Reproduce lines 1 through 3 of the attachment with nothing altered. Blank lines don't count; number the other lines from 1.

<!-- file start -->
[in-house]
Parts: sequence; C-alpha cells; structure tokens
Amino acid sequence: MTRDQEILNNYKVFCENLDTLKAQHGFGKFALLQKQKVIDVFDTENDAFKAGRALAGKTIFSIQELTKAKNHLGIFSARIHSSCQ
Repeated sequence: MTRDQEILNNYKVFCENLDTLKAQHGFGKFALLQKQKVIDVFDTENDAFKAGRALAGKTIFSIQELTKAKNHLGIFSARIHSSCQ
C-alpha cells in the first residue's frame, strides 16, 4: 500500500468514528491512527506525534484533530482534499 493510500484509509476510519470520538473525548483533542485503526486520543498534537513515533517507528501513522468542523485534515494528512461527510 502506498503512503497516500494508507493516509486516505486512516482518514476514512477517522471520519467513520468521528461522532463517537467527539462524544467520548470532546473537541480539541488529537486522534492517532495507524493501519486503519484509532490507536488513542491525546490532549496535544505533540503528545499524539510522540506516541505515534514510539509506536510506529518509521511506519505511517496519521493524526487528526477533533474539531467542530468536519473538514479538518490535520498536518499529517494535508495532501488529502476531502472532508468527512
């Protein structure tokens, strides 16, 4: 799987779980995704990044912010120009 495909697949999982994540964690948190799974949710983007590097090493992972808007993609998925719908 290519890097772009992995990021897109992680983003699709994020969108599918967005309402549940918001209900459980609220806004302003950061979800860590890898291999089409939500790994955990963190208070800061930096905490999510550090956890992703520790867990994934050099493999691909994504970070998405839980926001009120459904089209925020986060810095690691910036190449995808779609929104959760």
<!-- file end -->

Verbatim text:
[in-house]
Parts: sequence; C-alpha cells; structure tokens
Amino acid sequence: MTRDQEILNNYKVFCENLDTLKAQHGFGKFALLQKQKVIDVFDTENDAFKAGRALAGKTIFSIQELTKAKNHLGIFSARIHSSCQ